Mabel Tothill, the first woman to sit on Bristol City Council, was a Quaker, a socialist and an advocate for conscientious objectors.
Taking her seat in 1920, not long after she turned 50, Tothill made quite a journey – both political and geographical – from a comfortable middle-class childhood in Hull as the daughter of a factory manager.
Tothill arrived in Bristol when still in her 20s, during the 1890s. Here she joined a network of like-minded women, many of them Quakers, who were keen to promote women’s suffrage and expand educational opportunities. They also sought a systematic approach to tackling poverty, working with the local authority as its welfare responsibilities expanded.
But a turning point came in 1911 when Tothill became a resident of the Barton Hill University Settlement, an initiative of her Quaker friend Marian Pease. Pease was also daughter to a factory boss – one of the directors of Barton Hill’s Great Western Cotton Factory – and head of the University of Bristol Day Training College for Women.
While not products of it, the two women were familiar with East Bristol working-class life. The Settlement provided education and clubs for the community, trained women for social work, and was a meeting place for men and women of different classes.
A shift to socialism
We don’t know when Tothill joined the Independent Labour Party (ILP), a socialist group separate from, but affiliated to, the Labour Party itself. But it is likely her experience of Settlement work brought her into close contact with the labour movement.
By 1913, Tothill had a public role in the ILP’s East Bristol campaign promoting women’s suffrage. The previous year, the National Union of Women’s Suffrage Societies, of which she was a member, had decided to support Labour in seats – including East Bristol – where the Liberal candidate was hostile to suffrage.
Tothill soon became close to Walter Ayles, the charismatic local organiser of the ILP and the candidate for East Bristol in 1914. Ayles was not only a strong backer of women’s rights, but approached socialism through the prism of religion and pacifism. During his campaign, Tothill developed her skills as a platform speaker and propag-andist, becoming convinced that the causes of women and labour were inextricably linked – and would improve the lives of women, men and children of all classes.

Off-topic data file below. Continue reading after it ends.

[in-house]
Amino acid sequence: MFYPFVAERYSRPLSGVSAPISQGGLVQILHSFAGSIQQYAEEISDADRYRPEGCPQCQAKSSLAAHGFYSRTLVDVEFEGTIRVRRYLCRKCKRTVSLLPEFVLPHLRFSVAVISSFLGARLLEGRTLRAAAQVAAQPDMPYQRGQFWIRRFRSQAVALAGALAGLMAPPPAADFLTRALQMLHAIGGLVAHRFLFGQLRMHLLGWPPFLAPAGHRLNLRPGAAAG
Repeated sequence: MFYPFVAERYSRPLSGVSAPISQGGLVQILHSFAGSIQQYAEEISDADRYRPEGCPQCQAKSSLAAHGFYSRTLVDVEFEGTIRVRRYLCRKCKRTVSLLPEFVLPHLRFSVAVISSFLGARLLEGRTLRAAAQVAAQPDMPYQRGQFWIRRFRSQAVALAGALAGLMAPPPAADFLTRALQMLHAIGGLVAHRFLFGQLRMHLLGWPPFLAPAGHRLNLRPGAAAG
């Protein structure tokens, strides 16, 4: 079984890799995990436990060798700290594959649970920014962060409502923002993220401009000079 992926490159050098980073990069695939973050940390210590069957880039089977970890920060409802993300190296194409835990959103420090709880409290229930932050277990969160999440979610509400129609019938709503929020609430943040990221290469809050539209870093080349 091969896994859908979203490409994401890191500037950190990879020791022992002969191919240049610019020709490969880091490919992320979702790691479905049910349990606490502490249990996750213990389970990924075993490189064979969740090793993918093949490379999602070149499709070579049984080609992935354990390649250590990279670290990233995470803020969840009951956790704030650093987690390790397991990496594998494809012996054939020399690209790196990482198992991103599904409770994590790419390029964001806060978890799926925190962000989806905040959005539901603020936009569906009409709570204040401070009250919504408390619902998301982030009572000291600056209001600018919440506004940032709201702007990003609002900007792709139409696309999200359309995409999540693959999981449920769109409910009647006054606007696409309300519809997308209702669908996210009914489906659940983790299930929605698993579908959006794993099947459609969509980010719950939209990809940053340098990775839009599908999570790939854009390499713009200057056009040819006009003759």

After the war, the ILP put forward Tothill’s name to the Labour Party for inclusion on a list of municipal candidates. With some women finally gaining the Parliamentary vote, and many more registered as local electors, she was more convinced than ever that Labour offered the greatest hope for the achievement of a better world.
The intervening years had been tough ones. After war was declared in 1914, most Bristol ILP members demanded its speedy end via a negotiated peace – an unpopular cause even before conscription was introduced in 1916.
Ayles was imprisoned as a conscientious objector, with Tothill taking the role of secretary of the Bristol Joint Advisory Committee, supporting such men who faced tribunals or jail time, and often experienced isolation and hostility.
Conscientious objectors found Mabel’s help invaluable. She kept their plight in the public eye through leaflets and newspaper reports that gave detailed accounts of their hardships. She was also one of the ‘Watchers’ who stood outside Horfield barracks so they could be told if men were moved. She then wrote to let their families know, and visited men in prison. At the end of the war, she campaigned with others for the release of those who were still imprisoned.
Tothill’s first bid for office, for St Pauls in 1919, was unsuccessful. But a year later, when Labour’s member for Easton ward was elevated to become an alderman, she was put forward to take his place and entered the council unopposed.
She was active in proposing motions on housing, unemployment, proportional representation, and the provision of public bathrooms for both sexes. In each case, Tothill emphasised how social reforms could affect women’s lives. But her time as a councillor would last just 18 months, with a bid to defend her seat in November 1921 proving unsuccessful.
Much was made in the press of Tothill’s pacifism, though it is hard to be sure whether this contributed to her defeat. But while she remained active within the ILP – and lived on until 1964 – she would never regain public office, despite numerous attempts during the 1920s.